Researchers at the University of Washington have discovered an increased pattern of brain activity in the amygdalas of adults with autism that may be linked to the social deficits that typically are associated with the disorder.
Previous research at the UW and elsewhere has shown that abnormal growth patterns in the amygdala are commonly found among young children diagnosed with autism.
The amygdala is popularly associated with the "fight-or-flight response" in dangerous situations. But it has other functions, including identifying faces and situations and evaluating social information such as emotions.
The new research shows that brain activation in adults with autism remains elevated long after similar brain regions of typically developed adults have stopped being activated when exposed to a series of pictures of human faces. A decrease in activation over time to the same type of information is called neural habituation and is connected with learning, according to Natalia Kleinhans, lead author of the new study and a UW research assistant professor of radiology.
"What we are seeing is hyperexcitability or overarousal of the amygdala, which suggests that neurons in the amygdala are firing more than expected," said Kleinhans, who is associated with the UW Autism Center.
"If you consider that habituation reflects learning in as simple a task as looking at a face, slowness to habituate in people with autism may contribute even more markedly to difficulty with more complex social interactions and social cognition. If the brain is not reacting typically to a static face with a neutral expression, you can imagine how difficult it may be for someone with autism to pick up more subtle social cues."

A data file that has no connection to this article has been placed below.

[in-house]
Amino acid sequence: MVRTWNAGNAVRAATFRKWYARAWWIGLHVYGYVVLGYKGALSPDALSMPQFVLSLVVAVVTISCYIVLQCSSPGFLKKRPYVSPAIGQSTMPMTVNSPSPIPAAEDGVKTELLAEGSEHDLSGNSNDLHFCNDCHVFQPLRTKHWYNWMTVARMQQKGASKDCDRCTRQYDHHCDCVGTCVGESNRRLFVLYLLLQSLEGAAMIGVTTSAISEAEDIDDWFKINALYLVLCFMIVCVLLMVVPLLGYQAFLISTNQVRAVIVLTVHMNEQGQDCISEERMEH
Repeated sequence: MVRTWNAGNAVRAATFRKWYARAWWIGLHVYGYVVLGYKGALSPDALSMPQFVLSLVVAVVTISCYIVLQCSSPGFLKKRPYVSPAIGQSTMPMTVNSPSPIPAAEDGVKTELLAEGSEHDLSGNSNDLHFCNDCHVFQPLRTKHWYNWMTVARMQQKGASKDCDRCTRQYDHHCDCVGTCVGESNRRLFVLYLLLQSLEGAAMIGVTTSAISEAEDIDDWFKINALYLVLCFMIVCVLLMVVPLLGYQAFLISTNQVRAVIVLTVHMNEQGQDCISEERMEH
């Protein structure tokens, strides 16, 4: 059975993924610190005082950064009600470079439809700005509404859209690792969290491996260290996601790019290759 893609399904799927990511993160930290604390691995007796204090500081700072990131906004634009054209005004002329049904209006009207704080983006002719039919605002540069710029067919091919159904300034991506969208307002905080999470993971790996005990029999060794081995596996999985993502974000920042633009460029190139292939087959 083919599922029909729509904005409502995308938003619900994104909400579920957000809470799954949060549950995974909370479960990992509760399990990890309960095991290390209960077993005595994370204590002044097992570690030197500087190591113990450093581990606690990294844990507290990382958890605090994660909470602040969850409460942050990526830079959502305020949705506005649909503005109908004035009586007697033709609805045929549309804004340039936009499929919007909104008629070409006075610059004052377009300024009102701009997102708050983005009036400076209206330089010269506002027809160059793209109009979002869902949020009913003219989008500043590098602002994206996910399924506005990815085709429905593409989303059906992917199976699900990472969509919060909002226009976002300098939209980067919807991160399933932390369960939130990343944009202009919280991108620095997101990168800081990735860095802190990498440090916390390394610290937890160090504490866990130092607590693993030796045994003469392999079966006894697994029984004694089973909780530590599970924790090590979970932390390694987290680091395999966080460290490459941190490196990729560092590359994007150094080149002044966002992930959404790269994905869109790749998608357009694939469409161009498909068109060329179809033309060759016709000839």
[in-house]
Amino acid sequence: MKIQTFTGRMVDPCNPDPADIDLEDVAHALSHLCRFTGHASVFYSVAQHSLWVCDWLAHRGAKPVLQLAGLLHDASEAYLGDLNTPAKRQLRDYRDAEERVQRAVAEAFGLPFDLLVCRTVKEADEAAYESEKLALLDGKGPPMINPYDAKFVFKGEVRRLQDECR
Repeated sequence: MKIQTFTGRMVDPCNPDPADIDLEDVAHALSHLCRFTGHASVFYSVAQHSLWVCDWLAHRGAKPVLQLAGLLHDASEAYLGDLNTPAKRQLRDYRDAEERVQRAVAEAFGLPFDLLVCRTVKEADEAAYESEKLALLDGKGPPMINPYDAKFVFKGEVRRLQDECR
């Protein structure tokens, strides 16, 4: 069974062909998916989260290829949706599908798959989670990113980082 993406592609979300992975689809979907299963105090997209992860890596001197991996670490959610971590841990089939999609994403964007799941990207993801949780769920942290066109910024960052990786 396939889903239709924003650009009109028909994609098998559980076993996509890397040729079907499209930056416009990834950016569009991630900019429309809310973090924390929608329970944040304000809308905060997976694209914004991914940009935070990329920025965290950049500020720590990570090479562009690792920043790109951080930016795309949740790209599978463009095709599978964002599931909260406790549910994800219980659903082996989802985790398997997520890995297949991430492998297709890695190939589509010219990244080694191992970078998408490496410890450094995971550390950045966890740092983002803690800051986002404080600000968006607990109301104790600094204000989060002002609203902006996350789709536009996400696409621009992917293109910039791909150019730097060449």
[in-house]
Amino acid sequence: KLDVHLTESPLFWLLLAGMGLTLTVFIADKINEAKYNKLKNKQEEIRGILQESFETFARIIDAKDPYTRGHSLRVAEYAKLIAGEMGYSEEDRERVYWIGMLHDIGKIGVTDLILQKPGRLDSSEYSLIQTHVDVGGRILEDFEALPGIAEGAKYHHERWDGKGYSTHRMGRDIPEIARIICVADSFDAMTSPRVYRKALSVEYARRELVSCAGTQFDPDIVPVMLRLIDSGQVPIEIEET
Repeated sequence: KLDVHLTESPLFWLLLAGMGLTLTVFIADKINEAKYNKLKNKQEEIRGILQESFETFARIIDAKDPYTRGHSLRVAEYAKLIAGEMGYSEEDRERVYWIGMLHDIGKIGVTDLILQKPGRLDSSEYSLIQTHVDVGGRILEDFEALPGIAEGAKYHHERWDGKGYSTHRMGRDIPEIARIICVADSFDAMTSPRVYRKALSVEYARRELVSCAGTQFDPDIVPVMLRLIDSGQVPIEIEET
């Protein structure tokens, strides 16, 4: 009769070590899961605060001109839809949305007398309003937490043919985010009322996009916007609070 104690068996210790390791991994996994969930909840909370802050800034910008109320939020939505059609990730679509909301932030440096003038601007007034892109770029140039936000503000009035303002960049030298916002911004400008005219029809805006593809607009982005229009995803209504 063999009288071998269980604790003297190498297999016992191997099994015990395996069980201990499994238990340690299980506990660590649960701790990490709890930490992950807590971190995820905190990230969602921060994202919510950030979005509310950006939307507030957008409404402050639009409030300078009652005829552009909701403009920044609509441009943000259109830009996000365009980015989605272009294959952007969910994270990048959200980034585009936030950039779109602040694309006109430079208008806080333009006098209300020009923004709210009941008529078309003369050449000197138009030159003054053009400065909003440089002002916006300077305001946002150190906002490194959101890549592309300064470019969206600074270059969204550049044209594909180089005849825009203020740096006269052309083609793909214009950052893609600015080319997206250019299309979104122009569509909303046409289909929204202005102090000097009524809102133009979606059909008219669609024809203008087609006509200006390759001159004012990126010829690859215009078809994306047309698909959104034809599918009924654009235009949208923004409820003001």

The National Institute of Child Health and Human Development and the National Institute of Mental Health funded the research, which appears in the online edition of The American Journal of Psychiatry.
The UW researchers used functional magnetic resonance imaging to examine brain activation in 19 individuals with autism and in a comparison group of 20 healthy adults. The subjects ranged in age from 18 to 44 and the two groups were matched for IQs in the low-normal range. Both groups had their brains scanned while they looked at series of faces with neutral expressions. Each face appeared on a screen for three seconds and occasionally a face would be repeated two consecutive times. When that happened subjects were instructed to push a button.
The scientists were interested in what happened in two brain regions, the amygdala and the fusiform gyrus, when the subjects viewed the faces. It turned out that the fusiform gyrus, which helps determine what kind of object a person is looking at – a face or a house, for example – showed no habituation in either group. But the differences were striking when it came to the amygdala.
"The differences we found were in the amygdala and specific to the amygdala," said Kleinhans. "They originated there and did not go across the brain."
She said one theory about autism is that when this hyperarousal occurs an individual misses important information. Those individuals with autism who had the most social impairment exhibited the highest levels of amygdala arousal.
"This is another piece of evidence that there is something wrong with the amygdala in autism that contributes to social impairment. These results help refine our understanding of functional abnormalities in autism and are a new way of thinking about social dysfunction in autism," said Kleinhans.